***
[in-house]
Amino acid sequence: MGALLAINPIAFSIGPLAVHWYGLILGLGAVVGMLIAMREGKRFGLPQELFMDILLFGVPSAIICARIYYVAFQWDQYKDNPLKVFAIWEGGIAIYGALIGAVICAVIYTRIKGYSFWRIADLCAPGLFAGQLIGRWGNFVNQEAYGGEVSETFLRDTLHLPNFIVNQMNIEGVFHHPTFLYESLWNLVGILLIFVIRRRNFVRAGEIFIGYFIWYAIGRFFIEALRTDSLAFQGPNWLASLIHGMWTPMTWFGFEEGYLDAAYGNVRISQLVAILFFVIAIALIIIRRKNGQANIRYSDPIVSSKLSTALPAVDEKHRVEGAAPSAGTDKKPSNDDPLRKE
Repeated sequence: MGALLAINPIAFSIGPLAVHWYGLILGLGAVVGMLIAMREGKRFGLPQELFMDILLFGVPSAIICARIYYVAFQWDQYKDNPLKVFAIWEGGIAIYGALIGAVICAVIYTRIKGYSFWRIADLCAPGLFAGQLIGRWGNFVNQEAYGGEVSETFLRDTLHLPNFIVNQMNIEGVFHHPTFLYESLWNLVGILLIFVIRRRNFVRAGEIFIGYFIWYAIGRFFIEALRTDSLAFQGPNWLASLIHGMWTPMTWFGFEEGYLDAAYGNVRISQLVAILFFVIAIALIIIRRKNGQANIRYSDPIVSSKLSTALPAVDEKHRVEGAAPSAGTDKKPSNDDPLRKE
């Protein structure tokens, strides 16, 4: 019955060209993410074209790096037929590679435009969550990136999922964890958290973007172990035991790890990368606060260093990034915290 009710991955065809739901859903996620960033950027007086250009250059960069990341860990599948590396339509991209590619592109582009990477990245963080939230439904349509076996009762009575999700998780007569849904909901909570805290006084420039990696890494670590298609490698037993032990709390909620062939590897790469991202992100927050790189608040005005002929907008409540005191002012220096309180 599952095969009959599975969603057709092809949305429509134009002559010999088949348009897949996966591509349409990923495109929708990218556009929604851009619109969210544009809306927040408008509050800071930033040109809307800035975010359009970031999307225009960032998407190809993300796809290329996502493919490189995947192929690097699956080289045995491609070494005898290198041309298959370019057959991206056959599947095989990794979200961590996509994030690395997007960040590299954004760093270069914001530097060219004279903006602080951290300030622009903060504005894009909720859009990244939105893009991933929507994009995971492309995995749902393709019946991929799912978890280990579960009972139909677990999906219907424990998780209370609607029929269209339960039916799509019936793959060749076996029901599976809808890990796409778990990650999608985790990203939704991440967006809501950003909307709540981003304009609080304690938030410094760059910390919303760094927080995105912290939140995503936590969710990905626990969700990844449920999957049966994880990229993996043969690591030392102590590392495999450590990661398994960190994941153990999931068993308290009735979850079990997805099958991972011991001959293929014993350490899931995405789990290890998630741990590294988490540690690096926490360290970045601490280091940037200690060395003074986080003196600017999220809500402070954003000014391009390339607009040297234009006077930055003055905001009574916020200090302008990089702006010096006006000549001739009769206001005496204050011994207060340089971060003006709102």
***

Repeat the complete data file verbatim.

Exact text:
[in-house]
Amino acid sequence: MGALLAINPIAFSIGPLAVHWYGLILGLGAVVGMLIAMREGKRFGLPQELFMDILLFGVPSAIICARIYYVAFQWDQYKDNPLKVFAIWEGGIAIYGALIGAVICAVIYTRIKGYSFWRIADLCAPGLFAGQLIGRWGNFVNQEAYGGEVSETFLRDTLHLPNFIVNQMNIEGVFHHPTFLYESLWNLVGILLIFVIRRRNFVRAGEIFIGYFIWYAIGRFFIEALRTDSLAFQGPNWLASLIHGMWTPMTWFGFEEGYLDAAYGNVRISQLVAILFFVIAIALIIIRRKNGQANIRYSDPIVSSKLSTALPAVDEKHRVEGAAPSAGTDKKPSNDDPLRKE
Repeated sequence: MGALLAINPIAFSIGPLAVHWYGLILGLGAVVGMLIAMREGKRFGLPQELFMDILLFGVPSAIICARIYYVAFQWDQYKDNPLKVFAIWEGGIAIYGALIGAVICAVIYTRIKGYSFWRIADLCAPGLFAGQLIGRWGNFVNQEAYGGEVSETFLRDTLHLPNFIVNQMNIEGVFHHPTFLYESLWNLVGILLIFVIRRRNFVRAGEIFIGYFIWYAIGRFFIEALRTDSLAFQGPNWLASLIHGMWTPMTWFGFEEGYLDAAYGNVRISQLVAILFFVIAIALIIIRRKNGQANIRYSDPIVSSKLSTALPAVDEKHRVEGAAPSAGTDKKPSNDDPLRKE
């Protein structure tokens, strides 16, 4: 019955060209993410074209790096037929590679435009969550990136999922964890958290973007172990035991790890990368606060260093990034915290 009710991955065809739901859903996620960033950027007086250009250059960069990341860990599948590396339509991209590619592109582009990477990245963080939230439904349509076996009762009575999700998780007569849904909901909570805290006084420039990696890494670590298609490698037993032990709390909620062939590897790469991202992100927050790189608040005005002929907008409540005191002012220096309180 599952095969009959599975969603057709092809949305429509134009002559010999088949348009897949996966591509349409990923495109929708990218556009929604851009619109969210544009809306927040408008509050800071930033040109809307800035975010359009970031999307225009960032998407190809993300796809290329996502493919490189995947192929690097699956080289045995491609070494005898290198041309298959370019057959991206056959599947095989990794979200961590996509994030690395997007960040590299954004760093270069914001530097060219004279903006602080951290300030622009903060504005894009909720859009990244939105893009991933929507994009995971492309995995749902393709019946991929799912978890280990579960009972139909677990999906219907424990998780209370609607029929269209339960039916799509019936793959060749076996029901599976809808890990796409778990990650999608985790990203939704991440967006809501950003909307709540981003304009609080304690938030410094760059910390919303760094927080995105912290939140995503936590969710990905626990969700990844449920999957049966994880990229993996043969690591030392102590590392495999450590990661398994960190994941153990999931068993308290009735979850079990997805099958991972011991001959293929014993350490899931995405789990290890998630741990590294988490540690690096926490360290970045601490280091940037200690060395003074986080003196600017999220809500402070954003000014391009390339607009040297234009006077930055003055905001009574916020200090302008990089702006010096006006000549001739009769206001005496204050011994207060340089971060003006709102």